The president of an organization representing U.S. and international police officials apologized on Monday for the role law enforcement has played in “society’s historical mistreatment of communities of color.”
The remarks by Terrence Cunningham, president of the International Association of Chiefs of Police, come amid a recent string of killings of black men and women by officers that have sparked protests across the United States and calls for greater accountability in the use of deadly force.
According to a transcript provided by the group, Cunningham, speaking at the group’s convention in San Diego, did not make mention of any particular incident, including the fatal shooting in nearby El Cajon last month of Ugandan refugee Alfred Olango by officers.
The shooting death of Olango, 38, in the parking lot of a taco stand touched off nearly a week of protests in El Cajon.
“There have been times when law enforcement officers, because of the laws enacted by federal, state, and local governments, have been the face of oppression for far too many of our fellow citizens,” Cunningham said.
“For our part, the first step in this process is for law enforcement and the IACP to acknowledge and apologize for the actions of the past and the role that our profession has played in society’s historical mistreatment of communities of color,” said Cunningham, who is white.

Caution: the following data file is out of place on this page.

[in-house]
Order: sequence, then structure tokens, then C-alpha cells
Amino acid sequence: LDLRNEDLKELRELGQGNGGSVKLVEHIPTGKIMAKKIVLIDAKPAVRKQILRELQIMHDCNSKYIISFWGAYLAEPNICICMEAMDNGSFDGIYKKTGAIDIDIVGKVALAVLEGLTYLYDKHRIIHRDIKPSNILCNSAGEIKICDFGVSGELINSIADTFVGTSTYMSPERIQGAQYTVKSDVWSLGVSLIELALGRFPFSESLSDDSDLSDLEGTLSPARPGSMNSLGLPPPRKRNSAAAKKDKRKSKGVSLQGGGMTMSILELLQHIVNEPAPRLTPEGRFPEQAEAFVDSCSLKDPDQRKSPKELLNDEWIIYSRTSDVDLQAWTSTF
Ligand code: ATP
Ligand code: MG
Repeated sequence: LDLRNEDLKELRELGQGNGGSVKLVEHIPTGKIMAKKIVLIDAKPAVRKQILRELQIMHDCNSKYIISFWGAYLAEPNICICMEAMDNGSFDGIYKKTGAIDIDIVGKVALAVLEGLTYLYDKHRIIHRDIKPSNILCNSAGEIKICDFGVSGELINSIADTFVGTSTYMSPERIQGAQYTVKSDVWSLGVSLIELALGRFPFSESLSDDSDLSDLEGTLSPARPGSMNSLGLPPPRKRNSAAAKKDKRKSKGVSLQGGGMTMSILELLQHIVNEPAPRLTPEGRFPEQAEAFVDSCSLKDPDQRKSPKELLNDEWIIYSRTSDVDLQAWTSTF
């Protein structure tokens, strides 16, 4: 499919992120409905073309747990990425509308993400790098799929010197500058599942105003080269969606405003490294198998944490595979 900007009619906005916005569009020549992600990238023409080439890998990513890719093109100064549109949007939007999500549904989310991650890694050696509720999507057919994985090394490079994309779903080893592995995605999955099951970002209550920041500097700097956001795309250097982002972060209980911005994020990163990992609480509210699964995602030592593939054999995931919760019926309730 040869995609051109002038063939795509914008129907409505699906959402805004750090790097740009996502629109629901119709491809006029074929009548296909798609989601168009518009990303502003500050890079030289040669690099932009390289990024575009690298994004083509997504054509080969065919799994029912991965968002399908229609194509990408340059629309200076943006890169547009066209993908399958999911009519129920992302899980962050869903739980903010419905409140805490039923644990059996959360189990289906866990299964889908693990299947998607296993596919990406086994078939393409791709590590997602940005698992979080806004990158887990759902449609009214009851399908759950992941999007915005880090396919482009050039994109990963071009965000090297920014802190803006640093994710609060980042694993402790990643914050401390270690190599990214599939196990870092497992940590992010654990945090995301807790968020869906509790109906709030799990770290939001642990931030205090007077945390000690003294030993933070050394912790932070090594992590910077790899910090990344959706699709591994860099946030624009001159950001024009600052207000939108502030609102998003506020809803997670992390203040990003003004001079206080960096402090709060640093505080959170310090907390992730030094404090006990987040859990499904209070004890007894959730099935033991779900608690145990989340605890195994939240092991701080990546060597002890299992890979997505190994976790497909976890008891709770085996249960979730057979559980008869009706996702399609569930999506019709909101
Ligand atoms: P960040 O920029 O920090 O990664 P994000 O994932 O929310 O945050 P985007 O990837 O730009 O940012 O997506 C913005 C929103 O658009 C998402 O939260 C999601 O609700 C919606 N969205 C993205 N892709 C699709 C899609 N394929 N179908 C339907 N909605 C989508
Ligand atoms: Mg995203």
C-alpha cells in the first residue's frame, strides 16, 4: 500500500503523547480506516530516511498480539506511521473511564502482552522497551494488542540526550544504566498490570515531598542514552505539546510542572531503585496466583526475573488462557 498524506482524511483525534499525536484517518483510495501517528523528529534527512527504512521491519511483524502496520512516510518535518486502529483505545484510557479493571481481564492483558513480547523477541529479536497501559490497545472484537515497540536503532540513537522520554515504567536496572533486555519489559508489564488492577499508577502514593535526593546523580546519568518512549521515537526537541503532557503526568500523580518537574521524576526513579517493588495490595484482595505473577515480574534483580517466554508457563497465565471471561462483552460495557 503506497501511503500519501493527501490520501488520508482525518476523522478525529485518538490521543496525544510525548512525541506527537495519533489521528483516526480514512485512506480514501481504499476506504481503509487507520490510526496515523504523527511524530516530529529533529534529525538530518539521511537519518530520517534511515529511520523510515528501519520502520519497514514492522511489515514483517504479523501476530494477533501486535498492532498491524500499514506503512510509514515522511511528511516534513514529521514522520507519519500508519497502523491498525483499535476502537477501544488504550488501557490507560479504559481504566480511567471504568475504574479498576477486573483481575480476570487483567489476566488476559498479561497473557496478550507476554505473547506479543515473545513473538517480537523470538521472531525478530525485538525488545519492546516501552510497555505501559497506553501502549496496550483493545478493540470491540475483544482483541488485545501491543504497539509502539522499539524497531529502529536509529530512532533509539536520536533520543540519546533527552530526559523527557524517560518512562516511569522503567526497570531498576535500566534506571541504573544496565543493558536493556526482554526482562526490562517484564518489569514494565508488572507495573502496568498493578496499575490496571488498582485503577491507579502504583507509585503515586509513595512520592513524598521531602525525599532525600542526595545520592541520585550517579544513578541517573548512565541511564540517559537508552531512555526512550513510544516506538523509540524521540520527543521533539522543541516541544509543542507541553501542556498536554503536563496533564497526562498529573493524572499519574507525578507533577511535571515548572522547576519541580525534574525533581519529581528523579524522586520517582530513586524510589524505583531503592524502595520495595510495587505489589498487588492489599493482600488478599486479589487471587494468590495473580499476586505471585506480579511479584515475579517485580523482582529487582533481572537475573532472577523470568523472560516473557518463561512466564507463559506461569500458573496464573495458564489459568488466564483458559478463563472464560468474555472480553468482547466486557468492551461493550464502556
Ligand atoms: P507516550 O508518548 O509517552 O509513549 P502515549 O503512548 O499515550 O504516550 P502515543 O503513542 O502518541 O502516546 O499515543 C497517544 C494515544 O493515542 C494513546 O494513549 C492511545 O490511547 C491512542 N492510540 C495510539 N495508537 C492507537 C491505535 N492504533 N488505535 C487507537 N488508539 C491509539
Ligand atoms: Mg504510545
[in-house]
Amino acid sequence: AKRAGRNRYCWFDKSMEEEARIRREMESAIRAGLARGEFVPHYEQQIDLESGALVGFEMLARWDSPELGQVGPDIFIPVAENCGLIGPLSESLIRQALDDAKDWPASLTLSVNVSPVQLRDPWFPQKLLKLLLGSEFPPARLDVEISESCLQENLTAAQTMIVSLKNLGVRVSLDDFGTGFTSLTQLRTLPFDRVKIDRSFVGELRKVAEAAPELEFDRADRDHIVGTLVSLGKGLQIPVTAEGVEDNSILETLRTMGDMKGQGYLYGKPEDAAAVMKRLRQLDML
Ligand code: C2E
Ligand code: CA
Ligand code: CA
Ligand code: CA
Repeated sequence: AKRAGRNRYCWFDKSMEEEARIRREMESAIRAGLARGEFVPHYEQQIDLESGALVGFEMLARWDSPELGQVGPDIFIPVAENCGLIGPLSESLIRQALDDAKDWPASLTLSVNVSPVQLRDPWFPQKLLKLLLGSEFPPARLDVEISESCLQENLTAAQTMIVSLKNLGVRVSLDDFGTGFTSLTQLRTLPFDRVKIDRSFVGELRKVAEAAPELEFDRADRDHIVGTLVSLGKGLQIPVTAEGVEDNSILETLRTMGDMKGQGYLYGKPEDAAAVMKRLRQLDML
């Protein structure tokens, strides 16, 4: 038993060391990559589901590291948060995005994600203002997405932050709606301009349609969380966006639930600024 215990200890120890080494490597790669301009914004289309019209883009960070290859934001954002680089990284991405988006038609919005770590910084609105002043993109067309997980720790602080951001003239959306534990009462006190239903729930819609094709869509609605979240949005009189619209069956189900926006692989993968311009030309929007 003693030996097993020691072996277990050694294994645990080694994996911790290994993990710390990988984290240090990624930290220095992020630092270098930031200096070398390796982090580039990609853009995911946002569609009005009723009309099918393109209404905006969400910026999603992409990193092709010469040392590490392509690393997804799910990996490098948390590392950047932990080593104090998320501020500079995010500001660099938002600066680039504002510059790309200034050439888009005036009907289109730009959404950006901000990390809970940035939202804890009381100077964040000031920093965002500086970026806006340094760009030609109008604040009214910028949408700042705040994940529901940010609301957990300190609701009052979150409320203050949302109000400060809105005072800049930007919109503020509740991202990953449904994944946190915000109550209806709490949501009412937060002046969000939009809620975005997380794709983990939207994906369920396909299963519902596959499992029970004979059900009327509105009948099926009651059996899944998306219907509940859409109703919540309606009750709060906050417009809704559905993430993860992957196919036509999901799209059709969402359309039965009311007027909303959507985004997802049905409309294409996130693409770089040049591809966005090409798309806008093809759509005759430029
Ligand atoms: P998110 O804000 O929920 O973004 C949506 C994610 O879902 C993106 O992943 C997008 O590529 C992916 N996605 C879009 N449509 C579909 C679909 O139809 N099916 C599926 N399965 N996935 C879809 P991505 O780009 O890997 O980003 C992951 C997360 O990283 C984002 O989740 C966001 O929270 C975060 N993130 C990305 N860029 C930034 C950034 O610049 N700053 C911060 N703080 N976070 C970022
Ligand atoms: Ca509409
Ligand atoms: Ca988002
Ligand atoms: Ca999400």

Cunningham, who is police chief in Wellesley, Massachusetts, near Boston, said it was also important for those critical of police to “acknowledge that today’s officers are not to blame for the injustice of the past.”
According to its website, the IACP, which was founded more than 100 years ago, represents 20,000 law enforcement professionals from 100 countries.
Attorney General Loretta Lynch, speaking to the IACP conference on Monday, called an announcement by the U.S. Justice Department that in 2017 it would begin collecting data about law enforcement officers’ use of force nationwide “preliminary.”
But Lynch said the moves “represent the framework for initiatives that will allow all of us to gain what we have sorely lacked: an accurate picture of what is actually happening out in the field
Earlier this year, the department also outlined a plan for collecting death-in-custody data from state and local law enforcement agencies.
(Reporting by Dan Whitcomb in Los Angeles; Additional reporting by Julia Harte in Washington, D.C.; Editing by Cynthia Osterman)